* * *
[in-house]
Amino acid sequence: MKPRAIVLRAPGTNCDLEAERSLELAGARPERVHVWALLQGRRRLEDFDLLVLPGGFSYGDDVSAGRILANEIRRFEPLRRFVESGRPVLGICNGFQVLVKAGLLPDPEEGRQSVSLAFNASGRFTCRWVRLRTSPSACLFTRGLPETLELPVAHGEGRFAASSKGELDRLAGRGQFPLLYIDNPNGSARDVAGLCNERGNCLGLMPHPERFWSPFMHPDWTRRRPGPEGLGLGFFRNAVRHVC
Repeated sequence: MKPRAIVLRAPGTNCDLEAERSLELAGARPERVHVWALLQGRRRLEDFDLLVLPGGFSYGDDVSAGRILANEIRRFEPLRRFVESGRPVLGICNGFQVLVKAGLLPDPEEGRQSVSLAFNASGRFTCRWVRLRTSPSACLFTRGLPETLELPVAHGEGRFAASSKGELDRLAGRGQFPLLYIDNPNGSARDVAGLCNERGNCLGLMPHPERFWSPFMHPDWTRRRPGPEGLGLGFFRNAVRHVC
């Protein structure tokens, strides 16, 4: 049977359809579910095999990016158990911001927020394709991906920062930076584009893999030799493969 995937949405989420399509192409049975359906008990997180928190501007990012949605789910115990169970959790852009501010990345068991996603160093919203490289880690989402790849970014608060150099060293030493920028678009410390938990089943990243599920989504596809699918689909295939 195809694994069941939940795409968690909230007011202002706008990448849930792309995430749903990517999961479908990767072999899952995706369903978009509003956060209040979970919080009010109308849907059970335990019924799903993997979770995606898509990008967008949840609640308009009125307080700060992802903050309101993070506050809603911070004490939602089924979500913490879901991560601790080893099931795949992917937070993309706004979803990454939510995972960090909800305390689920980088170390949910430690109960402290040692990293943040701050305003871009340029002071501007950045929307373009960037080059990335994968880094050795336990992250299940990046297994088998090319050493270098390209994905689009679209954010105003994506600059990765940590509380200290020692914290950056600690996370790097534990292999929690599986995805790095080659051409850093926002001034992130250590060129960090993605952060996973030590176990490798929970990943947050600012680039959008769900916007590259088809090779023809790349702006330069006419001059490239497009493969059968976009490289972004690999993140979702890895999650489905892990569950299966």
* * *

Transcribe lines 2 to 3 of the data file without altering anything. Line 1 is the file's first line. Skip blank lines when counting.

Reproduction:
Amino acid sequence: MKPRAIVLRAPGTNCDLEAERSLELAGARPERVHVWALLQGRRRLEDFDLLVLPGGFSYGDDVSAGRILANEIRRFEPLRRFVESGRPVLGICNGFQVLVKAGLLPDPEEGRQSVSLAFNASGRFTCRWVRLRTSPSACLFTRGLPETLELPVAHGEGRFAASSKGELDRLAGRGQFPLLYIDNPNGSARDVAGLCNERGNCLGLMPHPERFWSPFMHPDWTRRRPGPEGLGLGFFRNAVRHVC
Repeated sequence: MKPRAIVLRAPGTNCDLEAERSLELAGARPERVHVWALLQGRRRLEDFDLLVLPGGFSYGDDVSAGRILANEIRRFEPLRRFVESGRPVLGICNGFQVLVKAGLLPDPEEGRQSVSLAFNASGRFTCRWVRLRTSPSACLFTRGLPETLELPVAHGEGRFAASSKGELDRLAGRGQFPLLYIDNPNGSARDVAGLCNERGNCLGLMPHPERFWSPFMHPDWTRRRPGPEGLGLGFFRNAVRHVC